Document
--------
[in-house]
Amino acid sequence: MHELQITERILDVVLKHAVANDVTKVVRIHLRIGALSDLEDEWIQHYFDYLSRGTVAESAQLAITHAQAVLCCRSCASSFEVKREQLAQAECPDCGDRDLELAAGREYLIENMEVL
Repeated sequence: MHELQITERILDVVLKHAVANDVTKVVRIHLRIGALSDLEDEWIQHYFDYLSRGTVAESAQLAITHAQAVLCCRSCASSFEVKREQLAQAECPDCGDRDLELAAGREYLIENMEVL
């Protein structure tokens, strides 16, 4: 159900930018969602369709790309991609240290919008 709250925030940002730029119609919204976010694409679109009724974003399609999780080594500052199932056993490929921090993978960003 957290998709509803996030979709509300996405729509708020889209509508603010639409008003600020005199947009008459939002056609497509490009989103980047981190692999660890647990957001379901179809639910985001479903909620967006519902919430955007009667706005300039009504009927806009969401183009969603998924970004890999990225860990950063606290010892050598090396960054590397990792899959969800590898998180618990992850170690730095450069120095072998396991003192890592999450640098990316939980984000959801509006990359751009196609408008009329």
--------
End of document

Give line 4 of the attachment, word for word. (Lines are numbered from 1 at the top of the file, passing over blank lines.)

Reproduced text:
């Protein structure tokens, strides 16, 4: 159900930018969602369709790309991609240290919008 709250925030940002730029119609919204976010694409679109009724974003399609999780080594500052199932056993490929921090993978960003 957290998709509803996030979709509300996405729509708020889209509508603010639409008003600020005199947009008459939002056609497509490009989103980047981190692999660890647990957001379901179809639910985001479903909620967006519902919430955007009667706005300039009504009927806009969401183009969603998924970004890999990225860990950063606290010892050598090396960054590397990792899959969800590898998180618990992850170690730095450069120095072998396991003192890592999450640098990316939980984000959801509006990359751009196609408008009329």